“Umm, yeah. I mean, yes, sir,” I said. I didn’t remember telling him my name. Jim hadn’t told him either before we left. He must have asked Greg about me while we were gone. That explained why they hadn’t tested any of the thief’s gambit’s other spells. Patrick returned carrying a hard case, only a shade darker than mine. 

“Right then, I’d like two more of the thief’s gambit, one of the pirate’s sails, and one of the dragon’s horde,” he said. “Patrick, if you’ll take him to Greg’s workstation and add four disenchanted watches to his case, please.” 

“Of course, sir,” Patrick agreed. He held the door open for me. 

“Would you like me to deliver them here when they’re finished?” I asked Daniel. I didn’t mean to make Patrick wait, but I wanted to be clear before leaving. As civil as he’d been, I knew Daniel wouldn’t hesitate to send someone to escort me back if he thought I took too long.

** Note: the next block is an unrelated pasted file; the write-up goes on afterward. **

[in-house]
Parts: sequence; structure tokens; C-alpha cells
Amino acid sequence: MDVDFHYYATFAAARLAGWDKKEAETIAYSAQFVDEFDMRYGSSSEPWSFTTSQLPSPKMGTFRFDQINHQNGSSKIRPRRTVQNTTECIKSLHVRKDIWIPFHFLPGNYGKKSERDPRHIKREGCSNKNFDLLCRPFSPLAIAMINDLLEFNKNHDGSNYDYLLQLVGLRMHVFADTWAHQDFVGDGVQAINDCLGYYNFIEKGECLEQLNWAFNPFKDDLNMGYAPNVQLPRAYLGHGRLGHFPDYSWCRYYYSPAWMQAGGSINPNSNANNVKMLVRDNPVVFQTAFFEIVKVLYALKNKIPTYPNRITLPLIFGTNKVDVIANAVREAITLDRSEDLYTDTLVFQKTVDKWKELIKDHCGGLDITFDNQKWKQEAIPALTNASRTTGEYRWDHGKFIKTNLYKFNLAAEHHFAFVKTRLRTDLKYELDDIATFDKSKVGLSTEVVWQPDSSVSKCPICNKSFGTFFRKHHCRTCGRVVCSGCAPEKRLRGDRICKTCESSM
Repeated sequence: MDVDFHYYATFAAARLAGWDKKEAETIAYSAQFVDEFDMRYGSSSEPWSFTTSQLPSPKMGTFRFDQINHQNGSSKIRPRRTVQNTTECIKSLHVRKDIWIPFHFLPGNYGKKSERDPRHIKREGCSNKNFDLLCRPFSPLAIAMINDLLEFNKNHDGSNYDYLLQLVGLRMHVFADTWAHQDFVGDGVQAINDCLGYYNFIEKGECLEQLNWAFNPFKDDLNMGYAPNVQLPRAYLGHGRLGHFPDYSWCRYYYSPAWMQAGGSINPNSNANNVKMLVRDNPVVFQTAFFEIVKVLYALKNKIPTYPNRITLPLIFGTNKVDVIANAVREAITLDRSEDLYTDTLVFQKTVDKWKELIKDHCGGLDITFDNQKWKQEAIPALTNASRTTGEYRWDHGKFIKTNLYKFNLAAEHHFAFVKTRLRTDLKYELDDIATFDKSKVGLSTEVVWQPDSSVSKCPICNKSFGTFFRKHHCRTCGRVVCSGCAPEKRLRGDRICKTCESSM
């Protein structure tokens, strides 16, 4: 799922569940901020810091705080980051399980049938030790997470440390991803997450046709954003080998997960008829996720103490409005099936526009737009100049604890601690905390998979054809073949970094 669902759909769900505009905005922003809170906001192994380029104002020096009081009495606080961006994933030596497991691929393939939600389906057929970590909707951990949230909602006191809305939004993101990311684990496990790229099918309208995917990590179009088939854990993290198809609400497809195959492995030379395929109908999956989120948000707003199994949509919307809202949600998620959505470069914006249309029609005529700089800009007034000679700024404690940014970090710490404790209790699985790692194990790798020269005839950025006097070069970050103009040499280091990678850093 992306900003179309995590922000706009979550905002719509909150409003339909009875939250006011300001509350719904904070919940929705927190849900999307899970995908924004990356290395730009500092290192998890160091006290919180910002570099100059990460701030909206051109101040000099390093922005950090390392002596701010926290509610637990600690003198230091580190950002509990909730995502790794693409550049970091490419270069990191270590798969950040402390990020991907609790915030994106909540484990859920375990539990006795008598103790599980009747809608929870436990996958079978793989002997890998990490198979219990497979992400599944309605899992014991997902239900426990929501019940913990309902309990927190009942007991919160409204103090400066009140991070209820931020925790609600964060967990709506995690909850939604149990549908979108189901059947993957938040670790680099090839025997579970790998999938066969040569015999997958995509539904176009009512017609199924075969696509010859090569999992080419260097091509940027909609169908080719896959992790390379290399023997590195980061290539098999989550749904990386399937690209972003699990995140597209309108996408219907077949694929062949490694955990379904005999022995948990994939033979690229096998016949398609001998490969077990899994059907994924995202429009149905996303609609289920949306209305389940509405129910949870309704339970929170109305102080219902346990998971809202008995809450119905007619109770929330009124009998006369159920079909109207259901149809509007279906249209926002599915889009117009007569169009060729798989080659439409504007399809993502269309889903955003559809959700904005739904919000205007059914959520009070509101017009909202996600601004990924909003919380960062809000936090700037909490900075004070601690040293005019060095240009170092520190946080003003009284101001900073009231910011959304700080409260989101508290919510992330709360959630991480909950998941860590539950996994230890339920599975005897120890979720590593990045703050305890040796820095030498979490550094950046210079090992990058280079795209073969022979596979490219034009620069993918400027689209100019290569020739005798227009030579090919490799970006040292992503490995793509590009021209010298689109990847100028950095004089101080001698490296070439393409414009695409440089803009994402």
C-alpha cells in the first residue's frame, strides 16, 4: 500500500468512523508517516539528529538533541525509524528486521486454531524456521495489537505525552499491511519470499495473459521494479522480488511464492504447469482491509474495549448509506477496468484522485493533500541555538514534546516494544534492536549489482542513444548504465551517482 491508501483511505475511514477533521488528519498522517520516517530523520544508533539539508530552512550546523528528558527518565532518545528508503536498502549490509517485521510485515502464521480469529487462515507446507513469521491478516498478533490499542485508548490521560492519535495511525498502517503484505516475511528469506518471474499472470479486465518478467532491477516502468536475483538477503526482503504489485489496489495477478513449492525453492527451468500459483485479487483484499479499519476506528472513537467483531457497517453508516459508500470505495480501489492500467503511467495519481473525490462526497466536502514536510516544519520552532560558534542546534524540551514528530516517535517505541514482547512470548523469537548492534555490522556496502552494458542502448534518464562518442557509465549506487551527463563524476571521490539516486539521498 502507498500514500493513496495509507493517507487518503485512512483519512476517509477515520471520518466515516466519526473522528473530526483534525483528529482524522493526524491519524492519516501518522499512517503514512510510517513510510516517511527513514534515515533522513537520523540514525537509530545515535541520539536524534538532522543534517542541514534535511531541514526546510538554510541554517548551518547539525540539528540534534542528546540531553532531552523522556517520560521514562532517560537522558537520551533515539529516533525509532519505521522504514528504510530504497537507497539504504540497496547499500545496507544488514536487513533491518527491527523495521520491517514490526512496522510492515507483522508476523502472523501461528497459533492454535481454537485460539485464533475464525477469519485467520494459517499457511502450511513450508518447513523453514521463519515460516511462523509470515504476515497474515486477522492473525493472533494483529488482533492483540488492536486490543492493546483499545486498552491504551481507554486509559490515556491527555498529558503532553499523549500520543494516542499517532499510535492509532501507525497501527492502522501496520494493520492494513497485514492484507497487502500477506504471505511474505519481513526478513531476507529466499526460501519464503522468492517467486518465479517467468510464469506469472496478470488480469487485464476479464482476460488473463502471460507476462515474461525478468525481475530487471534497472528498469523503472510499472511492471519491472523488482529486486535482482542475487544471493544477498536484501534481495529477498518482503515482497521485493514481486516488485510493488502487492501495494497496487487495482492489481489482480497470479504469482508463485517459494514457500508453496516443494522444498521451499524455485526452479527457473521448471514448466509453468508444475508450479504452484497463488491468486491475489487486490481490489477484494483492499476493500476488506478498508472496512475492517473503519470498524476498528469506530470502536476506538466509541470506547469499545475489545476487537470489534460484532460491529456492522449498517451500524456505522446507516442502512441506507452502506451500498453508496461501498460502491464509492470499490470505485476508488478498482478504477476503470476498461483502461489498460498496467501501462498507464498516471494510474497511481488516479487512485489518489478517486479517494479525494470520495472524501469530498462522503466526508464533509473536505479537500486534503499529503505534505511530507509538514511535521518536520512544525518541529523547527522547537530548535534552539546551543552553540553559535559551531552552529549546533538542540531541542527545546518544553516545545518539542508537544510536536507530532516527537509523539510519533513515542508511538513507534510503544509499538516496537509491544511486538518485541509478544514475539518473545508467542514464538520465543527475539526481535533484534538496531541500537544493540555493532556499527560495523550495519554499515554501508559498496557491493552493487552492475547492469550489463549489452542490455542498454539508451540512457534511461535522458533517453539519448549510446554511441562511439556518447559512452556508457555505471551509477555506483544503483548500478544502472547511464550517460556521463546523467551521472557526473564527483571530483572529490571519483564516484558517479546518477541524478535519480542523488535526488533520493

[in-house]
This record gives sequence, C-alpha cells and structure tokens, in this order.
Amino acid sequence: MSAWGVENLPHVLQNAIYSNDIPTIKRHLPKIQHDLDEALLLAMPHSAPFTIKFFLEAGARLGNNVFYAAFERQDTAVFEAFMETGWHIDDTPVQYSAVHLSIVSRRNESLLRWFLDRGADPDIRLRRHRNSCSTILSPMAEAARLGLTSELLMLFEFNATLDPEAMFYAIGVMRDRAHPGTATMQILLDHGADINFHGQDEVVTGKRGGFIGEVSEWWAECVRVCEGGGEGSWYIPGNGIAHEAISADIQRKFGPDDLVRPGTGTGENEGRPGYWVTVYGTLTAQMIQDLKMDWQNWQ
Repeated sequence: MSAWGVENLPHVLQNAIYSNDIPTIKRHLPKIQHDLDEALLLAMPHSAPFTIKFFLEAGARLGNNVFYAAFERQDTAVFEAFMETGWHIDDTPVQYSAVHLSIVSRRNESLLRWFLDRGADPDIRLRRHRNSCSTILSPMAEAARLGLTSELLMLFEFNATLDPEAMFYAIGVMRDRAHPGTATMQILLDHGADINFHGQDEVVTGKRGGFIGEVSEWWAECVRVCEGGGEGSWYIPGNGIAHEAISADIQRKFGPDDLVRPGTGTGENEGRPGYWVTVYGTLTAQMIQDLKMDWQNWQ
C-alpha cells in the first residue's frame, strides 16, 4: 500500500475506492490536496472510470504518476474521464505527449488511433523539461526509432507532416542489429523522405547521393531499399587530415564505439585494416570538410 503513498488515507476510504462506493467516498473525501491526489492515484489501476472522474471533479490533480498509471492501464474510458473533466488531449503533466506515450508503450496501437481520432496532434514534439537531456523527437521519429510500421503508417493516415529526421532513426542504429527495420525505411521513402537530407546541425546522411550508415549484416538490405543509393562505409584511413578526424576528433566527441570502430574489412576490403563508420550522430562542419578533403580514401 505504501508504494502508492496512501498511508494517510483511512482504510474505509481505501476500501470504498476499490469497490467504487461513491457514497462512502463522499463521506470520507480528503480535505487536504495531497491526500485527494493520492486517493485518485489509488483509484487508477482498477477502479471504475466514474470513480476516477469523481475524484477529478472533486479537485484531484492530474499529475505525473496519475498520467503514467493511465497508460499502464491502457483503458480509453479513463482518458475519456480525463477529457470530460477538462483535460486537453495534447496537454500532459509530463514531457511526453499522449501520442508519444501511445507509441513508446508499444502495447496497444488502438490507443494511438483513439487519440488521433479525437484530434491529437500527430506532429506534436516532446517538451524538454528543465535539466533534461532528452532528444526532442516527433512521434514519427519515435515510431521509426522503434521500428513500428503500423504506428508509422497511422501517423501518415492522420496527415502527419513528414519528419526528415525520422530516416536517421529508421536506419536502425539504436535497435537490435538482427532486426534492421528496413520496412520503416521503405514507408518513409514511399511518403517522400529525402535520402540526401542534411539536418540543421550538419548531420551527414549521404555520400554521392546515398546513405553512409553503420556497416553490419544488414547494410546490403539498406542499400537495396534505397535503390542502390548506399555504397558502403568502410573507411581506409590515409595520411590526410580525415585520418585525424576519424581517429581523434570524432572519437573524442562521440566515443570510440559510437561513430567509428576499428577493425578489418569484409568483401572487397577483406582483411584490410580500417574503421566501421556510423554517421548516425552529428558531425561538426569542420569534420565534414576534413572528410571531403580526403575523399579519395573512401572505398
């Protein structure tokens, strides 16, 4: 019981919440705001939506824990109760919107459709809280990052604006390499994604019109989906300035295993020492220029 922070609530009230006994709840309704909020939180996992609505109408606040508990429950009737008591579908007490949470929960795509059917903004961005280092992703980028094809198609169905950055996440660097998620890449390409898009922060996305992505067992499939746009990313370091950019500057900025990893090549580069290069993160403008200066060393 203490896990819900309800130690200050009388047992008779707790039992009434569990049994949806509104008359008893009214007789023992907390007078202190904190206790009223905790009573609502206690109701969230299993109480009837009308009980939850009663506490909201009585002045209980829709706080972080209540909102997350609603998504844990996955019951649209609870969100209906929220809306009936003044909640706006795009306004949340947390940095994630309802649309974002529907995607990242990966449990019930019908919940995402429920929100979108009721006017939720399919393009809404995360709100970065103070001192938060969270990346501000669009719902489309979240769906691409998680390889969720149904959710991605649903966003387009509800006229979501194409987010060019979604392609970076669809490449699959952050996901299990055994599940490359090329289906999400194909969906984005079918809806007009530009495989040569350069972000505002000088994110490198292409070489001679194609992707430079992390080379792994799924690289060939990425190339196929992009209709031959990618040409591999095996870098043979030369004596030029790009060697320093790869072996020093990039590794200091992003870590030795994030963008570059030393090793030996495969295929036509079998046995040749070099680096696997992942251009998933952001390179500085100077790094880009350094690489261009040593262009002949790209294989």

“That would be fine,” he said. “Good evening, and good luck with your shop.” 

I nodded respectfully and left the office. Patrick led me all the way to the lefthand wall and then walked along until we came to a small room. I could see through the window it only held one table. Greg sat at the table, moving through the disenchantment sigil. I noticed a basket on each side of the table. Patrick unlocked the door, and when we went in, I saw both baskets held piles of pocket watches. As I watched Greg’s technique, I held my tongue. I’d need to go over his work again for my peace of mind. He didn’t need to hear that, though. He had to be exhausted after a full day at work; whatever alcohol he drank before getting dragged here didn’t help him either.